Course evaluations for Fall courses went live on DukeHub Tuesday—a reminder that the semester is drawing to a close as we begin the familiar process of providing “constructive” feedback behind the safety of anonymous laptop screens. In as much as these forms signal a familiar end-of-semester ritual, they can also feel somewhat unremarkable to the average upperclassman. Unless your professor has been uniquely inspiring or aggravating, your TA noticeably cheerful or unhelpful, chances are, course evaluations occupy little of your attention during this hectic time of the year. At the same time, these reviews can have a significant impact, particularly on the careers of non-tenured instructors such as teaching assistants and adjunct faculty members.
For TAs and adjunct faculty, retention of their position is tied explicitly to the quality of their evaluations. Unfortunately, it is not clear that they accurately reflect the pedagogical performance of academic instructors. A study of student evaluations at Seattle University found that female faculty of color received particularly low ratings across departments as compared to their white counterparts. Non-native English speaking instructors also received significantly lower ratings. A similar review of the independent website RateMyProfessor.com found that the language used to describe male and female professors differed significantly, with female professors being more likely to be described as “rude” or “bossy” than their male peers. RateMyProfessor also made headlines earlier this year by discontinuing the option to rate professors by their “hotness” because of complaints that it was particularly degrading toward female instructors.
Unlike their tenured peers, non-tenured instructors also face the particular challenge of balancing the demands of their classrooms with the pressure to research at a rapid rate. This “publish-or-perish” culture, prevalent within elite American research universities like Duke, gives little incentive for professors to focus much of their attention on instructing their students. Those professors who do go above and beyond in the lecture hall are not necessarily rewarded in the same way as they might be for the publication of a prize-winning research study.
In fact, there has been a distinct trend at Duke, among other universities, in the past decade toward hiring fewer and fewer tenure-track faculty. The number of non-tenure track regular rank faculty increased by 66 percent between 2008 and 2017, while the number of tenured faculty has decreased by three percent. For these faculty, course evaluations and other measures outside of research will be significant factors in the development of their careers as they seek to advance themselves in an ever-dwindling pool of secure academic positions.
Course evaluations and other outside pressures are much less of a concern for tenured faculty, on the other hand, whose jobs are all but guaranteed. Academic tenure guarantees faculty members the ability to prioritize their own research and to choose their course material without concern for potential backlash. While this is a plus for academic freedom, it follows necessarily that tenured professors are also able to disregard critical feedback in a way that is not possible for non-tenured instructors. Secure in their salary and academic posts, tenured faculty members can afford to be less effortful in their teaching to the detriment of undergraduate education at research universities.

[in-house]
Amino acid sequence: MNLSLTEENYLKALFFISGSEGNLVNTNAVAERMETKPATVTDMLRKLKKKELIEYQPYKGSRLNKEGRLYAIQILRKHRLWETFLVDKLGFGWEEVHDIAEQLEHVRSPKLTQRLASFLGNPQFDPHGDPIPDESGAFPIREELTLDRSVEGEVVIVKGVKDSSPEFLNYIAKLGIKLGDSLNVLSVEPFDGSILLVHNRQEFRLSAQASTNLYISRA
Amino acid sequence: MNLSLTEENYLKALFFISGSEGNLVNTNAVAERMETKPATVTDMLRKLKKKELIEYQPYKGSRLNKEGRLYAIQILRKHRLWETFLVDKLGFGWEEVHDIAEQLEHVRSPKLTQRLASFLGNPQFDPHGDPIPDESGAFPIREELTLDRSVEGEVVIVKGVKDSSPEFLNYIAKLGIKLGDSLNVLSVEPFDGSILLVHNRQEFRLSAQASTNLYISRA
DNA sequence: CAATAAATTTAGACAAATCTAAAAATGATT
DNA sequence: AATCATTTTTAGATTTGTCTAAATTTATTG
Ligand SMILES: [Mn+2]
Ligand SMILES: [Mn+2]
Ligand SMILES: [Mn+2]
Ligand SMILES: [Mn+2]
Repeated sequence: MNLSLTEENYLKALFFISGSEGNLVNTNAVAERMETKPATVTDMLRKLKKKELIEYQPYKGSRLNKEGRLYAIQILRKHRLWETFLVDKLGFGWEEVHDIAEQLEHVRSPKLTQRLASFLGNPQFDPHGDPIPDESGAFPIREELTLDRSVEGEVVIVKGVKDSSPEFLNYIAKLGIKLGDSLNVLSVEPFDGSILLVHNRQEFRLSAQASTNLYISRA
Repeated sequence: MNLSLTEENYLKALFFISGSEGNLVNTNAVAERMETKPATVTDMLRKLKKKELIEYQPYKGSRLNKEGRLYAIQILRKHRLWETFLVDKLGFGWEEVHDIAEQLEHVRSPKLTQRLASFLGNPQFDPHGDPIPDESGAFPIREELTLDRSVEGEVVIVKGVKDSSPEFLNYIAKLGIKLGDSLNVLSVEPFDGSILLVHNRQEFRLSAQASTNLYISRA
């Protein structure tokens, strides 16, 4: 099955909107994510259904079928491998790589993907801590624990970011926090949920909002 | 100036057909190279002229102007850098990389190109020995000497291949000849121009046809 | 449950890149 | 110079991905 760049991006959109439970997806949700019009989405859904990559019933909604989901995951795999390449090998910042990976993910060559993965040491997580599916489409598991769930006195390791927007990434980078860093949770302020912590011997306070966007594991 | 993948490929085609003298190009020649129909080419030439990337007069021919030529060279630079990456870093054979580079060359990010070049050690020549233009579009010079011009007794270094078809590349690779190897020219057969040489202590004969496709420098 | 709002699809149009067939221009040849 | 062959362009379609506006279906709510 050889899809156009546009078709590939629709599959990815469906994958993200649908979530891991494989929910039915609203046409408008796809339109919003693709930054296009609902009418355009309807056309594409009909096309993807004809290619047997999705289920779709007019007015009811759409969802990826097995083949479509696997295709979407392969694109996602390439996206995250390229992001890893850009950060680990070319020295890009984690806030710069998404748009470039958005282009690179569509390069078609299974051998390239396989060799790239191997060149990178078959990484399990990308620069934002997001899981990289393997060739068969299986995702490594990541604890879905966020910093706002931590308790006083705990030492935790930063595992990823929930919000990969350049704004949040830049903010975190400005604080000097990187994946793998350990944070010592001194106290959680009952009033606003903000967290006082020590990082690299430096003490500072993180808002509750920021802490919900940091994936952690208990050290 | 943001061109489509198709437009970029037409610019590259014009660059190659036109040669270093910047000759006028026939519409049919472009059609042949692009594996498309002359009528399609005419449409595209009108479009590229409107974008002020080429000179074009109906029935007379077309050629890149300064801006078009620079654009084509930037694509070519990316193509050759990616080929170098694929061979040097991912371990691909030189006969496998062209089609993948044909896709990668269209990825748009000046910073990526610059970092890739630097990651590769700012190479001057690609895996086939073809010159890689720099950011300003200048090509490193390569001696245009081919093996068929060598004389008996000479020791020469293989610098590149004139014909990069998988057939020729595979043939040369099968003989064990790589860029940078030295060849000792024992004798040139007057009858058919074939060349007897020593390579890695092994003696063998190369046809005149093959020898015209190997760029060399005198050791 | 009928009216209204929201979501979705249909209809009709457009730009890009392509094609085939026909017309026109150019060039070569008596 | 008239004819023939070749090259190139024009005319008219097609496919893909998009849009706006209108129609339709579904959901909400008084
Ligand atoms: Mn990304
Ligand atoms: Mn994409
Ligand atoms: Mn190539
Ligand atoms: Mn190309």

There are certainly ways that the course evaluation process could be improved to give professors useful feedback less steeped in bias. Many professors, and even some departments, employ their own feedback surveys that ask more course- or topic-specific questions than those provided on DukeHub’s course evaluation system. Others incorporate feedback solicitation throughout the semester to allow time to adjust or change direction altogether, in the spirit of academic flexibility.
Understandably, few of these dynamics are likely to go through your mind as you click through DukeHub in the next coming days, but it is worth taking a moment to consider the potential significance of your comments. Course evaluations should be a moment of reflection on your personal experience within a class and the quality of the professor, but also on our own selves. Have you given your professors the opportunity to address your concerns earlier in the course? Are you upset because your grade is undeserved or because it is undesired? If you disliked the professor’s teaching style, why? What does that say about how you learn best? The end of the semester is a stressful time, undoubtably. But there is always time to reflect on your academic experience in a more constructive manner, and to avoid blaming everything on a fledgling scholar just trying to secure a stable position in academia.
This was written by The Chronicle's Editorial Board, which is made up of student members from across the University and is independent of the editorial staff.